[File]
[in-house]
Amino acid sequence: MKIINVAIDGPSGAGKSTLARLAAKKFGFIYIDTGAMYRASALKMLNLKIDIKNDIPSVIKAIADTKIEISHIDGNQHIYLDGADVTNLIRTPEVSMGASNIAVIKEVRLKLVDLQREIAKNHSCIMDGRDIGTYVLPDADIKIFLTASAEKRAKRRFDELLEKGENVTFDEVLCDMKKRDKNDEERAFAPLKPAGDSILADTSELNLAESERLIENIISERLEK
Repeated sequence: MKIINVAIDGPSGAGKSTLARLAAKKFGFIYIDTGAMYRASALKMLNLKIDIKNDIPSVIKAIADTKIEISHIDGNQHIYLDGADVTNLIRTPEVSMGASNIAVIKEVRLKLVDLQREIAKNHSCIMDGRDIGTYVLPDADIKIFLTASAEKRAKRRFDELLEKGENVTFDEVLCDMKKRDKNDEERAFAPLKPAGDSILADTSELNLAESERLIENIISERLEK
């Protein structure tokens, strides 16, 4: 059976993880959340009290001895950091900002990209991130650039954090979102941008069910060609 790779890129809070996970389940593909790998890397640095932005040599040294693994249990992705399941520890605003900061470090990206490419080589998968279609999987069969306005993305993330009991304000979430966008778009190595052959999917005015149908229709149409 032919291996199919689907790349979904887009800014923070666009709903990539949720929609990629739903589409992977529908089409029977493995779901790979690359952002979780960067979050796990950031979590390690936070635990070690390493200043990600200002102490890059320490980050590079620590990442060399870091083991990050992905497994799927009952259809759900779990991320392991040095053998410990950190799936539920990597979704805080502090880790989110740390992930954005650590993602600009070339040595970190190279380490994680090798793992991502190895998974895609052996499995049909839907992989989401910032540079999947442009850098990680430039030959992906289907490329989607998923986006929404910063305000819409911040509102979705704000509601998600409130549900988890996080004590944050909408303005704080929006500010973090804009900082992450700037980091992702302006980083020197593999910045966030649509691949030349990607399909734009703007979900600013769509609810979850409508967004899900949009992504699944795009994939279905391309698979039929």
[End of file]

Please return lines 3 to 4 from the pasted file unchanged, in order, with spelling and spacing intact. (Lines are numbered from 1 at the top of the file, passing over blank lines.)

Repeated sequence: MKIINVAIDGPSGAGKSTLARLAAKKFGFIYIDTGAMYRASALKMLNLKIDIKNDIPSVIKAIADTKIEISHIDGNQHIYLDGADVTNLIRTPEVSMGASNIAVIKEVRLKLVDLQREIAKNHSCIMDGRDIGTYVLPDADIKIFLTASAEKRAKRRFDELLEKGENVTFDEVLCDMKKRDKNDEERAFAPLKPAGDSILADTSELNLAESERLIENIISERLEK
């Protein structure tokens, strides 16, 4: 059976993880959340009290001895950091900002990209991130650039954090979102941008069910060609 790779890129809070996970389940593909790998890397640095932005040599040294693994249990992705399941520890605003900061470090990206490419080589998968279609999987069969306005993305993330009991304000979430966008778009190595052959999917005015149908229709149409 032919291996199919689907790349979904887009800014923070666009709903990539949720929609990629739903589409992977529908089409029977493995779901790979690359952002979780960067979050796990950031979590390690936070635990070690390493200043990600200002102490890059320490980050590079620590990442060399870091083991990050992905497994799927009952259809759900779990991320392991040095053998410990950190799936539920990597979704805080502090880790989110740390992930954005650590993602600009070339040595970190190279380490994680090798793992991502190895998974895609052996499995049909839907992989989401910032540079999947442009850098990680430039030959992906289907490329989607998923986006929404910063305000819409911040509102979705704000509601998600409130549900988890996080004590944050909408303005704080929006500010973090804009900082992450700037980091992702302006980083020197593999910045966030649509691949030349990607399909734009703007979900600013769509609810979850409508967004899900949009992504699944795009994939279905391309698979039929």